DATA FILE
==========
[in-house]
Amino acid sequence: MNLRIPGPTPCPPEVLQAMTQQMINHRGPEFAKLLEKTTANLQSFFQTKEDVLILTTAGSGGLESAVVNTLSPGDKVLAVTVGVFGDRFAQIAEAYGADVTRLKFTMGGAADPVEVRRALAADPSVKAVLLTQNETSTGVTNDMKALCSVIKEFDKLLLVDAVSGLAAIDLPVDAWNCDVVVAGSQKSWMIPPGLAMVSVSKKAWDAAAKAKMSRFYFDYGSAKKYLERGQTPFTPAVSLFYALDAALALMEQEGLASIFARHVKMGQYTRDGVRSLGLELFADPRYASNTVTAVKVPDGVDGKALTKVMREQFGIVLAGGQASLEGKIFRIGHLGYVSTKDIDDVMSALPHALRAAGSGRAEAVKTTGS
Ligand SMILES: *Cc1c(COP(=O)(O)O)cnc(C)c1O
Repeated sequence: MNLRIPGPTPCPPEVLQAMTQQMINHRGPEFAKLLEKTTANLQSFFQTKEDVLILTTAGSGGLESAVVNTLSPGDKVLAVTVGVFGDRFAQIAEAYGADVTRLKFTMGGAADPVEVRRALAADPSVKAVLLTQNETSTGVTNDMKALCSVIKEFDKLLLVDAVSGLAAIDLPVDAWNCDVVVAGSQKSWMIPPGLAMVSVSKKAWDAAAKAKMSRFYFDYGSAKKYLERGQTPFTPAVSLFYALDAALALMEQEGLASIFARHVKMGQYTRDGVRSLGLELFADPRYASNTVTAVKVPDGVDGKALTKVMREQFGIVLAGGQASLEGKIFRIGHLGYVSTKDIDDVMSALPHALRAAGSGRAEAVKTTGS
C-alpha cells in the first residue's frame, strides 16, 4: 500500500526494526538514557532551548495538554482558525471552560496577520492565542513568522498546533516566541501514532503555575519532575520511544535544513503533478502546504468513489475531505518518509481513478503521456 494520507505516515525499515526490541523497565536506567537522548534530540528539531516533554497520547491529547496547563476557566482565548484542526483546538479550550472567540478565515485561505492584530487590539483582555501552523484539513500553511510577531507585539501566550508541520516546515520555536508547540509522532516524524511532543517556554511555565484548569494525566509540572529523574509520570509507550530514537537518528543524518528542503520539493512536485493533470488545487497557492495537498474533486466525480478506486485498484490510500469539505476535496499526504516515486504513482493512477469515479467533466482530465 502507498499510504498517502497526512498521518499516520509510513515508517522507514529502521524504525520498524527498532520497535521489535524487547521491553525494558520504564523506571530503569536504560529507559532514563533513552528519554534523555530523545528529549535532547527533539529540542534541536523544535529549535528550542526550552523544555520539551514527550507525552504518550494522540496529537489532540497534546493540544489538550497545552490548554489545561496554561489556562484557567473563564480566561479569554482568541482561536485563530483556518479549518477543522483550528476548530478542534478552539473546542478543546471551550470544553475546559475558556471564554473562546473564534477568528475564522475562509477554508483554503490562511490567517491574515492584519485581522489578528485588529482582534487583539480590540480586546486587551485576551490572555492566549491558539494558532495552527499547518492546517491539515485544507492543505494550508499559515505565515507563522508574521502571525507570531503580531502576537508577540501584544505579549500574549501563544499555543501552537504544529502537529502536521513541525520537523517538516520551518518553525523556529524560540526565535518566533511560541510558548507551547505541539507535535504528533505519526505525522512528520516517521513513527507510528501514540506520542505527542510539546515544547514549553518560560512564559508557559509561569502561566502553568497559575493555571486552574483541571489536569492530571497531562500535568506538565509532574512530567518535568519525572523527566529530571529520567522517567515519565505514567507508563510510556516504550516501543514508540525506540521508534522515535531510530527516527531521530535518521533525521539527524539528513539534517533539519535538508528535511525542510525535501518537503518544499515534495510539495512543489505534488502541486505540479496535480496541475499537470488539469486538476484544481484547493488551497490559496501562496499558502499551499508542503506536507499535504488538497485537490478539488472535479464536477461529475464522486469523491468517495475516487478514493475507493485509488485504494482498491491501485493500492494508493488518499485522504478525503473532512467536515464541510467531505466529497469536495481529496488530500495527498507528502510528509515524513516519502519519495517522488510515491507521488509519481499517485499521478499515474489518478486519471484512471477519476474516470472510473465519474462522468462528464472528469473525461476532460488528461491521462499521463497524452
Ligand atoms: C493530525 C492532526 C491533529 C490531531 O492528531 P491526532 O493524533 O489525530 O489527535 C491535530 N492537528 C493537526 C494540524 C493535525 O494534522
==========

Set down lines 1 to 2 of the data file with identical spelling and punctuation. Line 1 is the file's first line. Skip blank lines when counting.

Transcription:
[in-house]
Amino acid sequence: MNLRIPGPTPCPPEVLQAMTQQMINHRGPEFAKLLEKTTANLQSFFQTKEDVLILTTAGSGGLESAVVNTLSPGDKVLAVTVGVFGDRFAQIAEAYGADVTRLKFTMGGAADPVEVRRALAADPSVKAVLLTQNETSTGVTNDMKALCSVIKEFDKLLLVDAVSGLAAIDLPVDAWNCDVVVAGSQKSWMIPPGLAMVSVSKKAWDAAAKAKMSRFYFDYGSAKKYLERGQTPFTPAVSLFYALDAALALMEQEGLASIFARHVKMGQYTRDGVRSLGLELFADPRYASNTVTAVKVPDGVDGKALTKVMREQFGIVLAGGQASLEGKIFRIGHLGYVSTKDIDDVMSALPHALRAAGSGRAEAVKTTGS